by Ray Hudson
Kwantlen College was born out of Douglas College, in 1981, and mandated to provide services to the south Fraser region. Its first campus consisted of a number of portable classrooms and offices just off King George Highway in Newton. They graduated 149 students in their first convocation. Thirty-five years, and a quarter of a million students later, Kwantlen Polytechnic University has come of age, and appears to be moving quickly to meet the future needs of this rapidly growing region. Today the school, which awards about 2200 credentials annually has a student body of approximately19,500.
In a recent presentation to the Cloverdale Chamber of Commerce, Dr. Jane Fee, Vice Provost, Students, provided an overview of the university and where it’s going in the future.
The university has become a critical part of the fabric of the south Fraser in both a cultural and economic sense as it endeavours to produce the cadre of skilled people who can challenge the jobs available, now and in the future, in this growing market
Fee said that a recent survey of graduates showed 87% had found work within four months, and 44% were employed within a month of finishing their courses.
“KPU has seven academic faculties,” said Fee, “Arts, Business Science and Horticulture, Health, Trades and Technology, Academic and Career Advancement and our newly renamed Wilson School of Design after Chip and Shannon Wilson (of Lulu Lemon fame) who are now funding our new $36 million ‘Chip and Shannon Wilson Design Building’ on our Richmond Campus. Chip Wilson’s really into design and is helping move BC into one of the design centres of the world.”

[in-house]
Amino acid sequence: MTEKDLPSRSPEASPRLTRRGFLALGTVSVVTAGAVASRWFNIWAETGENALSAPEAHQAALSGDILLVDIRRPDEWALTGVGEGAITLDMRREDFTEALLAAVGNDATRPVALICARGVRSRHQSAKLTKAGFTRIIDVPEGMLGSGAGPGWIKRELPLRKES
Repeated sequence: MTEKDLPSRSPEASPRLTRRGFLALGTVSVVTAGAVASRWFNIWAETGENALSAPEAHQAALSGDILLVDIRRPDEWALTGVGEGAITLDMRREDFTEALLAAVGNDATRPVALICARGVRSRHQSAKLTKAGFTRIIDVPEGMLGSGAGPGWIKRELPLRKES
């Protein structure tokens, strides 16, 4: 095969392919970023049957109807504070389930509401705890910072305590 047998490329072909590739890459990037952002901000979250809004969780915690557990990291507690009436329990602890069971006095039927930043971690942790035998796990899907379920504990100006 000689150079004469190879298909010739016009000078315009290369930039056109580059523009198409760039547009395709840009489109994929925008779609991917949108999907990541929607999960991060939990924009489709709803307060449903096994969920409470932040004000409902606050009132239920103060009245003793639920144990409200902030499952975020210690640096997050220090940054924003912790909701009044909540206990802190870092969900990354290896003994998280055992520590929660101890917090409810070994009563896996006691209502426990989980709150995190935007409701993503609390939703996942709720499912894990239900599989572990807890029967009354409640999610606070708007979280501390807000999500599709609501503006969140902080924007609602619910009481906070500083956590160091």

According to the Vice-Provost, the school sets itself apart by the specific practice of combining experiential learning with hands-on experience, combining theory with practice.
“There are lots of polytechnic schools in the country,” said Fee, “but KPU is the only polytechnic university.”
“It’s where you combine the application and the theory,” she said, “and as a polytechnic university, it means we take that experiential learning and extend it up into full university degrees. We have bridging pathways, do work placements, co-ops, internships, and practica in almost all of our programs. We join the mind and the matter, the skills to do and the know how to actually make something happen, and being career focused, most of our students get work following their training. Our mission is to offer a diverse range of programs that blend theory and practice, critical understanding, social and ethical awareness that’s necessary for citizenship and rewarding careers.
During the presentation, Dr. Fee talked about some of the programs that are attracting a lot of attention, including a Bee Keeping program, that is generating a great deal of interest, a farrier program where they combine the art of shoeing horses with the education necessary to run the enterprise as a successful business, and the course that drew the most curiosity: On-line Marijuana Growing. She said that it was attracting interest from around the world, foremost coming from the University of the West Indies, where they are fascinated by the fact that KPU is the first North American university to move into the policy world, the regulation world, around legislated marijuana. She said it was not just the people here that were struggling with this issue, adding strongly that it is not a grow-op program.
Future Course Direction:
Following the presentation, Dr. Fee spoke with Ray Hudson about courses she would like to see at KPU.
Dr. Fee: “I’m imagining courses that would better enhance things we’re doing. For example, courses about how to run a farrier business. Our students go out to shoe horses all over the world and return to tell us they would like to turn it into a business and can we help them do that?